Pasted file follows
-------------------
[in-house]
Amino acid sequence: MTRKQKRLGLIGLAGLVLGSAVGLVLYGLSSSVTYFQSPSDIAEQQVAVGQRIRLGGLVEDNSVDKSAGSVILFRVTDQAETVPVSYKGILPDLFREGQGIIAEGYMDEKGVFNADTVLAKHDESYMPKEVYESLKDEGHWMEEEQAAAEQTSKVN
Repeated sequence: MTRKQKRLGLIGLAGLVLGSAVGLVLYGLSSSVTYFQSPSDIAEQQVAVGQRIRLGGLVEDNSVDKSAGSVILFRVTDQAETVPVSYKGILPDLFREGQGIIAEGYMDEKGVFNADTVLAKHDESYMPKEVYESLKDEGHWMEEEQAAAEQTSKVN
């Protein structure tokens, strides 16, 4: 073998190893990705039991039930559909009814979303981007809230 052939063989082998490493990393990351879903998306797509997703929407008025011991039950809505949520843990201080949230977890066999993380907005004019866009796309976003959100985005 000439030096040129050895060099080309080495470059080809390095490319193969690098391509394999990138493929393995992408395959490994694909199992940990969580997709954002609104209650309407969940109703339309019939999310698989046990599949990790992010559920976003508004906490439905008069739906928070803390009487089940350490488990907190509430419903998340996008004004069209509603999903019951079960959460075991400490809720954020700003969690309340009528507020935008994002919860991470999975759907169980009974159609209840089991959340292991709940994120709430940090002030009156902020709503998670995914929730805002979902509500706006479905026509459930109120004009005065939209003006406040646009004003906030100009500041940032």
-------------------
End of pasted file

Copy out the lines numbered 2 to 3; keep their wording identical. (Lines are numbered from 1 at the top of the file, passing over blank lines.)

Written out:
Amino acid sequence: MTRKQKRLGLIGLAGLVLGSAVGLVLYGLSSSVTYFQSPSDIAEQQVAVGQRIRLGGLVEDNSVDKSAGSVILFRVTDQAETVPVSYKGILPDLFREGQGIIAEGYMDEKGVFNADTVLAKHDESYMPKEVYESLKDEGHWMEEEQAAAEQTSKVN
Repeated sequence: MTRKQKRLGLIGLAGLVLGSAVGLVLYGLSSSVTYFQSPSDIAEQQVAVGQRIRLGGLVEDNSVDKSAGSVILFRVTDQAETVPVSYKGILPDLFREGQGIIAEGYMDEKGVFNADTVLAKHDESYMPKEVYESLKDEGHWMEEEQAAAEQTSKVN